Omron Blauo gave us insight into the work he’s doing in Ghana with Telescrypts, which seeks to bridge health access gaps in remote, low resource communities by providing healthcare workers with data storage tools that innovate their current examination system. In order to do this, Blauo and his team created a durable and long lasting wearable device that records pulse, heart rate, temperature, respirations, and oxygen saturations all of which synch to an app and secure platform on a mobile device, collecting data stored in a cloud without needing wifi. This use of telemedicine pays close attention to cultural and environmental needs, something that wearable devices related to healthcare often do not.

Richard Filley spoke on the topics of doctors, drones and disruption in healthcare. He made connections between aviation and healthcare, and brought up barriers to disruption like regulation from the FAA and the FDA – the ideas of those from outside the profession. These barriers and ideas ultimately got the audience to ask ourselves: When is healthcare’s drone going to land?

Stacey Lihn delivered the keynote and shared her experience as a mom and advocate, as well as founding and being the President of Sisters by Heart, a volunteer organization that provides support, education, and empowerment to families affected by Hypoplastic Left Heart Syndrome from initial diagnosis and beyond by connecting moms across the country. Lihn taught us how moms are literally and figuratively sitting at the table to improve patient outcomes. She also reminded us that not all care centers are created equal, and that if we want to see improvements in patient care, oftentimes we, the patients and caregivers, are the ones who need to do something to make that change. Because of Lihn’s work as the National Pediatric Cardiology Quality Improvement Collaborative (NPC-QIC) Parent Lead, NPC-QIC Transparency Workgroup Co-Lead, and NPC-QIC Mortality Workgroup Member, Sisters by Heart is partnered with NPC-QIC to decrease mortality and improve quality of life for infants with single ventricle congenital heart disease and their families. Lihn also serves as a Public Member of the American Board of Pediatrics Foundation, and this level of parent and caregiver engagement is not to be taken lightly.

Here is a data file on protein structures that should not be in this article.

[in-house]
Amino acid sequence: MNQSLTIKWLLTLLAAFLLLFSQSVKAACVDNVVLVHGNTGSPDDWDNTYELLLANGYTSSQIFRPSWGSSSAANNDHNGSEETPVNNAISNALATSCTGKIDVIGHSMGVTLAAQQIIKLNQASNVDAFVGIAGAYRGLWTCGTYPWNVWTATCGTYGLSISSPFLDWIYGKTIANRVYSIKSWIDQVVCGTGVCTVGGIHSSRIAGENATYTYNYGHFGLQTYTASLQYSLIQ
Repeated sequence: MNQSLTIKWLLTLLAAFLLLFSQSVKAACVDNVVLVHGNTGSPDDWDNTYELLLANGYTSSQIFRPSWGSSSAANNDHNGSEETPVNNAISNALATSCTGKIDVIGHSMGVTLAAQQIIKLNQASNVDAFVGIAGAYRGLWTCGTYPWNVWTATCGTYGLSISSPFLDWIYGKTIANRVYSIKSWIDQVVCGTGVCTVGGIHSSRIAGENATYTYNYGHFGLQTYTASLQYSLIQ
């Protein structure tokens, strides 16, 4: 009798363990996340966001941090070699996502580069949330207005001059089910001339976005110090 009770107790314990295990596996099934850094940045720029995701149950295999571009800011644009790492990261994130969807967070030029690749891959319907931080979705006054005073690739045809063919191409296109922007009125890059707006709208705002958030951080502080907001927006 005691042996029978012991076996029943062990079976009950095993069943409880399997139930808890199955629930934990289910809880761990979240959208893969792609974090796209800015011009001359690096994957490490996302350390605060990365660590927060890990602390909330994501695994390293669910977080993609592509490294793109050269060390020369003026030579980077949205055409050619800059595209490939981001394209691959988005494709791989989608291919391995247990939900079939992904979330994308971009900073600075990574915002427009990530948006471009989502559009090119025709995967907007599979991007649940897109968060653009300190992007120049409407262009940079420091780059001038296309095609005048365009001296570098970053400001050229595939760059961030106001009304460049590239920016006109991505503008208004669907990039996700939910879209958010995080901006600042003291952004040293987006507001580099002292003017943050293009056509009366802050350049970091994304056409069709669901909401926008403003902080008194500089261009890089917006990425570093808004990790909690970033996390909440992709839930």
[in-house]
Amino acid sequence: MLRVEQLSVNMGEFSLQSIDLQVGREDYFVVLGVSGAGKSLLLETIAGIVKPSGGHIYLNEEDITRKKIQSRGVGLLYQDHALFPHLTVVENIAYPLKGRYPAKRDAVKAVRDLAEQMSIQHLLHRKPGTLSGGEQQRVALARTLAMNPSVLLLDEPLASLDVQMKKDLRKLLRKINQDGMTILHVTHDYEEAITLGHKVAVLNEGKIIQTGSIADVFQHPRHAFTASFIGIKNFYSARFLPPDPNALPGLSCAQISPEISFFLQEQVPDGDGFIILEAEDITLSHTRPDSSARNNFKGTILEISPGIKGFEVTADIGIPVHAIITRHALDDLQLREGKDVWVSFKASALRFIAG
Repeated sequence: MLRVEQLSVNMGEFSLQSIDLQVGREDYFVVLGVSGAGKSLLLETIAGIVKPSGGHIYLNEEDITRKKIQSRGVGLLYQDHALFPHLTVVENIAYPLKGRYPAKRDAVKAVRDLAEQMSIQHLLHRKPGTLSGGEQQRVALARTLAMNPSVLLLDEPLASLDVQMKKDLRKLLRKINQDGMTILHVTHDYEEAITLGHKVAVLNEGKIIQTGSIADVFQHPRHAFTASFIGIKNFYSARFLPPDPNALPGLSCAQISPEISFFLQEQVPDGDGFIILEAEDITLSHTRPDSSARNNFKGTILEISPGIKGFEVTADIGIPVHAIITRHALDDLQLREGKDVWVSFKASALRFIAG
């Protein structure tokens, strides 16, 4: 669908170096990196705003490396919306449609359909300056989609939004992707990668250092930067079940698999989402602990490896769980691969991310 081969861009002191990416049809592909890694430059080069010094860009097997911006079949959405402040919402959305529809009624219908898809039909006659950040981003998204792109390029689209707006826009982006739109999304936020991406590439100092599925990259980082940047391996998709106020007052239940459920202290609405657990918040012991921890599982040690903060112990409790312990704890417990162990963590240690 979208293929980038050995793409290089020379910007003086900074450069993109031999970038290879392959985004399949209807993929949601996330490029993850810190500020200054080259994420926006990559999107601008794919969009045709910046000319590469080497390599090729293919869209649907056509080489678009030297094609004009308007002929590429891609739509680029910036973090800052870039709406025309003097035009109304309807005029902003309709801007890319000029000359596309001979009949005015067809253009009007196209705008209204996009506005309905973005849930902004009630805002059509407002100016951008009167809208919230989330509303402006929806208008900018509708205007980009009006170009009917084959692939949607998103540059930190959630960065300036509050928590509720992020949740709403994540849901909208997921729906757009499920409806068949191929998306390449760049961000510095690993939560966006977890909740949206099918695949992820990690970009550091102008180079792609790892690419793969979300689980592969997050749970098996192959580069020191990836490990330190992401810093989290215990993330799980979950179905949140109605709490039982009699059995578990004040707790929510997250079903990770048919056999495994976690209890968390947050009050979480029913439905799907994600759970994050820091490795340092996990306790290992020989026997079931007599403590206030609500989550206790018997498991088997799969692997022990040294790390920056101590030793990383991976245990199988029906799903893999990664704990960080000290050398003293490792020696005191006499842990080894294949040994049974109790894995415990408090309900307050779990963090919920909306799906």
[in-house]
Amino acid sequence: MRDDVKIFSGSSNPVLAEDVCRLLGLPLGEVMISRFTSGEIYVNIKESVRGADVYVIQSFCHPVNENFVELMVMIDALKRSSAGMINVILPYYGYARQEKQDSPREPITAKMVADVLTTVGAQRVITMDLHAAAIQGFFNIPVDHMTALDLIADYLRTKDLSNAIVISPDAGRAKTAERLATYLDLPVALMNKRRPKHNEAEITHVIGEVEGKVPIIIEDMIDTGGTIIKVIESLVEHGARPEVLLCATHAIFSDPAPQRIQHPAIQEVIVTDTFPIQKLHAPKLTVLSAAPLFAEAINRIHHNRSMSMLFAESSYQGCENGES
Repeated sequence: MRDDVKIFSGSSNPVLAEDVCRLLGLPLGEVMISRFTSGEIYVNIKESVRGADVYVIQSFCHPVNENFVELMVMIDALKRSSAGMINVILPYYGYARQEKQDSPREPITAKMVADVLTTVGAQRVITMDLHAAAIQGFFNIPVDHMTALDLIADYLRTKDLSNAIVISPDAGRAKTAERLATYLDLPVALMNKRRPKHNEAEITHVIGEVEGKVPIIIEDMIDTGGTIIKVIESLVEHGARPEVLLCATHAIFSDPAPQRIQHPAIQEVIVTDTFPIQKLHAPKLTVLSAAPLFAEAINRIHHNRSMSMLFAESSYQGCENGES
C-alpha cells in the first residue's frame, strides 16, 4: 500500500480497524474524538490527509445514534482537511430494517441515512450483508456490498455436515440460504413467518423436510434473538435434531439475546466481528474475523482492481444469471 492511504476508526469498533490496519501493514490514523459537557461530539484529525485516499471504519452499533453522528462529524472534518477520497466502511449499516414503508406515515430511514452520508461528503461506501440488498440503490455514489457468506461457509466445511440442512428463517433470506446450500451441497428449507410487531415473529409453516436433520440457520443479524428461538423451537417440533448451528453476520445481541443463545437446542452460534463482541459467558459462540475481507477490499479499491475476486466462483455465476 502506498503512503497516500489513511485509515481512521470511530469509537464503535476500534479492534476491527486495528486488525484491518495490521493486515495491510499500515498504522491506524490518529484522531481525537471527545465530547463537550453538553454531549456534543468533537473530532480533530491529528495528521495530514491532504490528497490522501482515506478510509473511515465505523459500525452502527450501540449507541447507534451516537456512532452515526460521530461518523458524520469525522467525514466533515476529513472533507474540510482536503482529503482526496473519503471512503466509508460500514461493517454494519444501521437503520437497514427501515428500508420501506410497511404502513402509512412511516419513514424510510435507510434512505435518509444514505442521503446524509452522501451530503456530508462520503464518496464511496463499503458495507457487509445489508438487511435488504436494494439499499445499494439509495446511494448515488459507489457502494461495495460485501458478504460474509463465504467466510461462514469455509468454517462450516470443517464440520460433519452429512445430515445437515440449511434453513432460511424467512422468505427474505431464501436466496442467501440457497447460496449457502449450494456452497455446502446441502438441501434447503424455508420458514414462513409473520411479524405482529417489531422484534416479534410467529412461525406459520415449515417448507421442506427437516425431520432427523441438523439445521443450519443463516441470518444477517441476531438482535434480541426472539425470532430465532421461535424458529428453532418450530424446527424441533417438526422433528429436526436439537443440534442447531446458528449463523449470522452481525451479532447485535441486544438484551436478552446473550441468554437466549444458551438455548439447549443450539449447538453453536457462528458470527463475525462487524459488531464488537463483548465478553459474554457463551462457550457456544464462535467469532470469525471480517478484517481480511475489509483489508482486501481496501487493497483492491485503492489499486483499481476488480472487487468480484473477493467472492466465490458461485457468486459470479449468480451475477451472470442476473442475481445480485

The closing panel, which consisted of Stacey Lihn, Richard Filley, and Ram Polur had varying perspective that included the caregiver, entrepreneur, and technologist viewpoints. Asking them questions as the moderator was interesting because each of their experiences led to clear expectations for healthcare settings and interactions amongst patients and providers related to trust, respect, and communication.

My personal highlight of the night was getting to learn about the Cardiac 3D Print Lab at the Phoenix Children’s Hospital (PCH). Each heart takes between 3 hours (small) and 5 hours (big) to print. The Cardiac 3D Print Lab teams up with a group called Heart Effect for Screen Shot 2016-05-02 at 7.58.44 PMeducation and emotional support purposes with families after the models have been printed to prepare them for their upcoming surgeries. They also told me how the 3D print lab over at PCH is working with Child Life and the brain tumor patients to print replicas of their brain tumors so that the kids can work through their emotions during treatment. Some kids throw their tumors off of the hospital roof, others smash it with a hammer, and some, similar to our MedX friend Steven Keating, keep theirs!

As soon as the event was over attendees started asking when the next pop up was taking place, if it was going to become an annual event, etc. This event would not have been possible without the help of Danielle on the ground, and the MedX team in Palo Alto. I knew that it was possible to bring a taste of MedX to local communities through having watched livestreams of previous MedX pop ups, but now I have a whole new appreciation for the work that goes into it. If you enjoyed this pop up, you haven’t seen anything yet. Nothing can truly prepare you for the conference itself. For those of you who had your first MedX exposure through this event..I know you want more. See you in September!